Crouzon Syndrome - Symptoms, Causes, Treatment

Blog Thumb

What is Crouzon Syndrome?

It is a rare genetic birth disorder that prevents the skull from growing normally and commonly causes abnormalities of the head and neck. It is further characterized by Craniosynostosis that causes secondary alterations of the facial bones and facial structure such as a parrot-beaked nose, short upper lips, overcrowded teeth, narrow ear canals, and wide-set bulging eyes. 

Its prevalence is estimated to be 1 in 25,000 births, which accounts for 4.5 %  of all cases of Craniosynostosis making it the most common craniosynostosis syndrome. Other names of Crouzon Syndrome include craniofacial dysostosis, Craniostenosis, and Crozon craniofacial dysostosis.  

What Causes Crouzon Syndrome?

Crouzon Syndrome is caused by changes (mutations) in any one of the 4 fibroblast growth factor receptors (FGFR), most commonly FHFR3 or FHFR 2. Genetic mutations disrupt the functioning of genes thereby increasing its activity and limiting bone growth and development of the child.

This genetic mutation can be inherited from either of the parents or can also be a new mutation (gene change) in the affected child. However, in most cases, such disorder occurs due to spontaneous mutation in the egg or sperm cells. If that is the situation, then the syndrome is not inherited from the parents.

Although most parents who have a baby with crouzon syndrome have normal genes, the child having such syndrome has a 50% chance of passing this gene on to their children.

What are the Signs & Symptoms?

The clinical symptoms of crouzon syndrome include:

  • Abnormal face shape
  • Broad forehead
  • Shallow eye sockets
  • eyes that do not point in the same direction
  • Abnormal head or skull shape
  • Hearing loss
  • Cleft lip and palate
  • Poor vision
  • Difficulty breathing due to small airway
  • Greater than normal distance between the eyes
  • Insufficient growth of the midface
  • Permanent underbite
  • Protruding Chin
  • Flattened cheeks

These malformations happen due to premature closure of the fibrous joints (cranial sutures) between certain bones in the skull (craniosynostosis) and differentiated facial abnormalities. The severity of these malformations may vary from one infant to another.

How is Crouzon Syndrome treated?

Surgery is the main form of therapy for children with such disorders. Surgery is important to improve the symptoms, prevent future complications, and help in the physical, and emotional development of the child. They help in fixing a cleft lip or palate, relieve pressure inside the skull, straighten crooked teeth, correct malformed jawline, and improve vision loss. Without surgery, the child may go blind or may lose his/her intellectual ability.

A team of specialists work together to plan out the course of the treatment and needed therapies. Such specialists include plastic surgeons, oral surgeons, an otolaryngologist (ear, nose, and throat specialists), speech and language pathologists, geneticists, audiologists, psychologists, pediatric dentists, and nurses. Various surgeries that can be performed to improve the condition are:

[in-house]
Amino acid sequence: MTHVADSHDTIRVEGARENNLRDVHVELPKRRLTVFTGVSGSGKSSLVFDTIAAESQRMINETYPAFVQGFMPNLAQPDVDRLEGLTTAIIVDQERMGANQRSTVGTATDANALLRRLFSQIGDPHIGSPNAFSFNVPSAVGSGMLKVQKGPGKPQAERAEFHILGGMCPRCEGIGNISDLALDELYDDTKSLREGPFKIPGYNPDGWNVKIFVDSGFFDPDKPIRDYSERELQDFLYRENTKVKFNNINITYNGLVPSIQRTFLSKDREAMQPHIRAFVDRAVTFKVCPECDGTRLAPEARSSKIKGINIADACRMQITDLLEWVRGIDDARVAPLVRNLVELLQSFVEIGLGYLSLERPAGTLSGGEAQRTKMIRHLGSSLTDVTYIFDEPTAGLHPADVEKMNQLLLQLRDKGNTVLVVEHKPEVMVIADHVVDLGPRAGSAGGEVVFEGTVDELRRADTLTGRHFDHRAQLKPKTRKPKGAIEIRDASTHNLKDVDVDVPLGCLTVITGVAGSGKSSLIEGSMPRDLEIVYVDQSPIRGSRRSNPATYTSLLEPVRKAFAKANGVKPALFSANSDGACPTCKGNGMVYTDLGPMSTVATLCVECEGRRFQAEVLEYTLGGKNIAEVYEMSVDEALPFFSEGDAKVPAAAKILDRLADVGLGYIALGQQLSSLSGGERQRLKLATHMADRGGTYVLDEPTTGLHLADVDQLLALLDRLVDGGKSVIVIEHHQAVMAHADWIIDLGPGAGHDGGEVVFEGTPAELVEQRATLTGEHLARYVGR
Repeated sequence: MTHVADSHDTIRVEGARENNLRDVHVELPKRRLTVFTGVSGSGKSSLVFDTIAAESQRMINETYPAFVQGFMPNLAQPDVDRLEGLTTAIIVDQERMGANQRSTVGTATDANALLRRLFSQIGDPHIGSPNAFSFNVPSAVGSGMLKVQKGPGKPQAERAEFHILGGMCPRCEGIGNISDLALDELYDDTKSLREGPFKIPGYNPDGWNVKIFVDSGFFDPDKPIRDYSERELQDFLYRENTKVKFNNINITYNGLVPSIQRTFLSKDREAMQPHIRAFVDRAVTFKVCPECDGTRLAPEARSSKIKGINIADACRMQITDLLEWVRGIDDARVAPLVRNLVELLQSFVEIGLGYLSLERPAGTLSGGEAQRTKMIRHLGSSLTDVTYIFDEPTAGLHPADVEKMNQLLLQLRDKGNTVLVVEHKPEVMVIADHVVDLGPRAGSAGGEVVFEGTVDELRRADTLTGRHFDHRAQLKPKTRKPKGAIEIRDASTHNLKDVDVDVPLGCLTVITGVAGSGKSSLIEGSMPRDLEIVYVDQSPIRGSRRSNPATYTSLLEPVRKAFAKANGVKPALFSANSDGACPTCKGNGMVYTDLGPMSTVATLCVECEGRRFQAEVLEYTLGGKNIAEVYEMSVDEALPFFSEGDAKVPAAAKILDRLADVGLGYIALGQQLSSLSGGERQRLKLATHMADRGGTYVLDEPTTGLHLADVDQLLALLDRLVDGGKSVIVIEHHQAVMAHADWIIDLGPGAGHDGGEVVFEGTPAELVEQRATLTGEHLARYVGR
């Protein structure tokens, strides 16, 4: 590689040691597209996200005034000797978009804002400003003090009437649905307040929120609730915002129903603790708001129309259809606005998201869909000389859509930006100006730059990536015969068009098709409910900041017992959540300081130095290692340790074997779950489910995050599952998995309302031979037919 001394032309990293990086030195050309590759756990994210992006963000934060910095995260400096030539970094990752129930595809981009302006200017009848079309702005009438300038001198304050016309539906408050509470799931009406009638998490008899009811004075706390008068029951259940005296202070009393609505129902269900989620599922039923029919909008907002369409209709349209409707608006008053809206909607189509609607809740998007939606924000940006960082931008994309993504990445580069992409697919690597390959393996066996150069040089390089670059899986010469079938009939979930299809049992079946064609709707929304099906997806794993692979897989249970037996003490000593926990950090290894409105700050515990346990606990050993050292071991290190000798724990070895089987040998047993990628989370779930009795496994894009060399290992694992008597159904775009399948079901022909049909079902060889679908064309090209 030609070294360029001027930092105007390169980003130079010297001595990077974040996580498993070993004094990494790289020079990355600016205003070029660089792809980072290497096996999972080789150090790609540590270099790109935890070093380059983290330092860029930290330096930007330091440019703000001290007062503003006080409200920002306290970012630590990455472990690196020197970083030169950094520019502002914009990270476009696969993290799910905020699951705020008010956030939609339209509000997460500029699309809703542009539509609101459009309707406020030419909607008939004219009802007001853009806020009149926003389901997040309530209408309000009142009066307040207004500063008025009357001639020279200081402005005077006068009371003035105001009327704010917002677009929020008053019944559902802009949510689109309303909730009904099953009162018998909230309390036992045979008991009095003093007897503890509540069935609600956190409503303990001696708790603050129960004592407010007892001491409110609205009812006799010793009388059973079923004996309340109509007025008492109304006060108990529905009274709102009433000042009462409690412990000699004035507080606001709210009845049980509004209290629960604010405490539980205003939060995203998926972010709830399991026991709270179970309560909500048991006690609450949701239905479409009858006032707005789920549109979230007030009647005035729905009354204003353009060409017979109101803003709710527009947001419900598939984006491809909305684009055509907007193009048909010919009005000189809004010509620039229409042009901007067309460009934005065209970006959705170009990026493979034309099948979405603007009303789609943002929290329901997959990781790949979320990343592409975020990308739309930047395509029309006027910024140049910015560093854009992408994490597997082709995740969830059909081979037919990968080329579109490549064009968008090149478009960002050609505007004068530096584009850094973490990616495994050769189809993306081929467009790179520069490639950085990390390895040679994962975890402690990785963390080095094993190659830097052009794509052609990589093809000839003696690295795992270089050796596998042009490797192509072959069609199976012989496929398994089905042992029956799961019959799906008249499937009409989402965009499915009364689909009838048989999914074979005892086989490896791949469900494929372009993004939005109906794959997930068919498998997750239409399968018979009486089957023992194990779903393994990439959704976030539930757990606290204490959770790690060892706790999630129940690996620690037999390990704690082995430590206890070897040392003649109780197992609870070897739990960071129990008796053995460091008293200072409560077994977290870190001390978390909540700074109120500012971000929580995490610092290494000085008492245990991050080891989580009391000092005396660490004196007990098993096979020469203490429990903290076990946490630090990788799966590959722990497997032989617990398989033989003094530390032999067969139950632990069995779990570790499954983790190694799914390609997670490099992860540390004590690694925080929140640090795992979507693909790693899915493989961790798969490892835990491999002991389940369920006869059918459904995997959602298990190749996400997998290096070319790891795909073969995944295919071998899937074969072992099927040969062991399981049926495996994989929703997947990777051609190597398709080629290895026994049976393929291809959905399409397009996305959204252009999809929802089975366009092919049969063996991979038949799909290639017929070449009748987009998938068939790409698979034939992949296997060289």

• Skull Reshaping Surgery
  • Frontal-Orbital Advancement Surgery
  • Open Vault Surgery
  • Tracheostomy
  • Mid-Facial Advancement Surgery
  • Orthognathic Surgery
  • Facial Bi-Partition Surgery
  • Osteotomy
  • Rhinoplasty
  • Genioplasty

Some doctors do not suggest a treatment for children with such syndromes if their facial structures or appearance is not causing a problem in their intellectual and learning capabilities. Also, not every parent is comfortable with giving their child so much pressure in their early childhood days, although, surgery might be necessary for a child whose life is affected by crouzon syndrome.

What is the life expectancy of a child with Crouzon Syndrome?

According to 3MEDS, the best healthcare service provider in India, people with crouzon syndrome have a normal life expectancy. As mentioned earlier, not every person with crouzon syndrome requires surgery and is physically or mentally unfit.

Diagnosis & Outlook

The doctor may look into the history of the family having a child with crouzon syndrome. Particularly because it can be a case of mild crouzon syndrome, where the parent of the child may have milder to moderate forms of the syndrome which may or may not have been diagnosed earlier. The history of the pregnancy of the mother is also important. When certain medications like valproate or fluconazole are used to treat pregnant mothers, it does have an impact on the child developing craniosynostosis. 

During pregnancy, it's important for a mother to consume safe medicines. These can be availed from the best online pharmacy in India at affordable prices. Moreover, crouzon syndrome is treatable and children after the treatment do live a healthy life. I hope this article helped you.